Welcome to Flash! Friday’s newest feature, Flash Points. Every Monday we stick one of the previous Friday’s entries under a sparklyscope and talk about it right in front of its face, dragon style. What makes writing “good”? Specifically, what makes great flash? What about this particular piece really works? Let the discussion begin!
Word limit: 200-300
Today’s chosen flash piece: “Untitled,” by Curtis Perry
They came from the deserts, hundreds, maybe thousands, bursting from underneath the sand. From any part of the world that was desolate, dry, and barren. They destroyed and burned cities, towns, forests, reducing them to ash quicker than anyone would think possible.
Relatively few people died in the flames. Most of us were eaten. We are apparently their favorite food. People tried to fight back, but it was useless. Bullets and grenades did nothing but annoy them and draw their attention. Missiles fired from planes would sometimes slow them down, but they were agile enough, especially while flying, that a direct hit was rare.
Those that survived the initial onslaught took to the seas, which they seemed to avoid. Ships, boats, rafts thrown together, anything that would float. We left land behind, along with all our hopes and dreams, and huddled together on the water. How long could we survive on the ocean? Would they disappear under the sands of their newly made deserts before we perished?
Except somebody on one of the naval vessels decided to see what their big guns could do.
Now they are flying toward us, already spewing their acid flames. Most of us dive into the water in a desperate attempt to escape the fire, only some of us make it. Several that do are dragged down into the depths; my light weight clothing is a blessing. A small one, but I’ll take anything I can get. Can I hold my breath and stay under until the dragons are finished? I see someone in diving gear nearby, watching me. I wonder if he’ll help me if my breath gives out before the flames.
And what if I do survive this latest attack? What will I find when my head breaks the surface of the waves?
Dragons. Oh yes, dragons. So OBVIOUSLY I’m in love straightaway. And the story followed the guidelines beautifully, which always does a heart good.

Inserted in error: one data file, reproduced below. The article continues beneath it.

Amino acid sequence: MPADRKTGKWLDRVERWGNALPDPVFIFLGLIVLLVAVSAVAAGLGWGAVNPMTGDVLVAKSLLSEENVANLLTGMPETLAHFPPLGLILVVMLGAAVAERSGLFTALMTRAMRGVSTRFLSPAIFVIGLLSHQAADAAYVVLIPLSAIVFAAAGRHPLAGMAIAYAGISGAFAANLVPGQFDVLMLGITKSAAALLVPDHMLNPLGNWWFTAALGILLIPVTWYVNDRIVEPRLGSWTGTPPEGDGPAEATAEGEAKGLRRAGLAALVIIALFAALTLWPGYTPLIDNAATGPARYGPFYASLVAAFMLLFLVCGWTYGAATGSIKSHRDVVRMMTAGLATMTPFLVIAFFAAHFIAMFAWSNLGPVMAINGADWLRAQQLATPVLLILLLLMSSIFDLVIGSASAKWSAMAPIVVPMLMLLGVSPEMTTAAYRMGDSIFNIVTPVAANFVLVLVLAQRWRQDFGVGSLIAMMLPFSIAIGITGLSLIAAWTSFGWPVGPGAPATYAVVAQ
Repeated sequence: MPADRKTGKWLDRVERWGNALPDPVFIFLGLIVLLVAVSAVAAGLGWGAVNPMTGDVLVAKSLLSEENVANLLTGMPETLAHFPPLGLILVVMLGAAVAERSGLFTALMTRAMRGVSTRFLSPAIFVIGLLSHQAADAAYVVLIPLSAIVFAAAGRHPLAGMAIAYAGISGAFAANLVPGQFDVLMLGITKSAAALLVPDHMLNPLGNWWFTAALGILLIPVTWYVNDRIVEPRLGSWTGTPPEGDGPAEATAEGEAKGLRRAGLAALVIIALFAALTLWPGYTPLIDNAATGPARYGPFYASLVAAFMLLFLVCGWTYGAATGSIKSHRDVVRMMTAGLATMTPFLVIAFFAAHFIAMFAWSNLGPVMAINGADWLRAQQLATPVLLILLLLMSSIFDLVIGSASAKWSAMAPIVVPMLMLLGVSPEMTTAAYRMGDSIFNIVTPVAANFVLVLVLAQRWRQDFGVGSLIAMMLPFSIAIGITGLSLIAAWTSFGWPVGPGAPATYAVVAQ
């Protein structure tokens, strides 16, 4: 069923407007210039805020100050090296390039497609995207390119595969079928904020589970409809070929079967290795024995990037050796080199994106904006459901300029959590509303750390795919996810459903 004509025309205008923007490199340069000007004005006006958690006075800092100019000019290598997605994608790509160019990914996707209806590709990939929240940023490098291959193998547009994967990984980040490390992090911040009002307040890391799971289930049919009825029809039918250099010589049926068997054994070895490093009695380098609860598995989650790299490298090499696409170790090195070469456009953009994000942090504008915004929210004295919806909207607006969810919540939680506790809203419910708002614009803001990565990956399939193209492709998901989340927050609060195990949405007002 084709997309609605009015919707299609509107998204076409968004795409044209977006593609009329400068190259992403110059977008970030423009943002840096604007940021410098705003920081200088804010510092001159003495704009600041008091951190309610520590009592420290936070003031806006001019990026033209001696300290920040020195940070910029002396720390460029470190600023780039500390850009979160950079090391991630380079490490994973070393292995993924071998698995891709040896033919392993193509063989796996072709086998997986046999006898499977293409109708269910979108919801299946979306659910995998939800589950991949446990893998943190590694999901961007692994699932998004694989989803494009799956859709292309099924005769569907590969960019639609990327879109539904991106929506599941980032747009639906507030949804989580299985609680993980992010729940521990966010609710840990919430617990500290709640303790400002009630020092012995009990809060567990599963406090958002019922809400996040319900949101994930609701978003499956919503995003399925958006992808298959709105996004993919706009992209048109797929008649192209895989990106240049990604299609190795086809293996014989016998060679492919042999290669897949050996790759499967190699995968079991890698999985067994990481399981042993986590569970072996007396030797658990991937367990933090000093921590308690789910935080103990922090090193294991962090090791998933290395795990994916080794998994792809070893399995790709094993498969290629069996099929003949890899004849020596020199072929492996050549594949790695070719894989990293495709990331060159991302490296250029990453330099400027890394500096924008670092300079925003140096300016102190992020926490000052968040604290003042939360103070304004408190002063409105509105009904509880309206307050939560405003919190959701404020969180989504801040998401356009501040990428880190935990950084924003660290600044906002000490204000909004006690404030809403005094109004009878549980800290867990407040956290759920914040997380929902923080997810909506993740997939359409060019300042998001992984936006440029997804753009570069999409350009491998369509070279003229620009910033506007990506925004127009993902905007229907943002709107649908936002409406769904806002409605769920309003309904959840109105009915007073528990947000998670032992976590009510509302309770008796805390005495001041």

But here’s what really grabbed me: Curtis saw dragons in an underwater photo of a woman and diver. I love when flash writers take a fresh and unique look at a prompt. Underwater speaks obviously of mermaids and swimming, which means a lot of entries centered on those (and rightly so!). But Curtis looked at water and saw desert. It takes a creative eye to see beyond the obvious–in this case, a world in which humans have fled to the water to escape desert dragons.
The story’s hook draws us right in. What burst from beneath the sand by the thousands??? I have to know! But he holds back the secret, tantalizing us paragraph by paragraph with hints. The creatures burn. They can fly. They devour humans. It’s not until the 4th sentence from the end we are told point blank: dragons. Yummy!
Another strong and effective feature I love in this story is the use of counterpoint, creating tension with opposition (characters, plot, descriptions, that kind of thing). Curtis uses this tool to great effect, balancing the violent anger of the dragons (“spewing their acid flames”) with the terrified and futile human defense (“We left land behind, along with all our hopes and dreams, and huddled together on the water”). The humans have fled land, but dragons pursue.
Now talk to me:
Do you agree? What grabs you about this story? What goes through your mind when you approach a photo prompt–do you see character first, or plot? or a world? Are you more inspired by photos or text?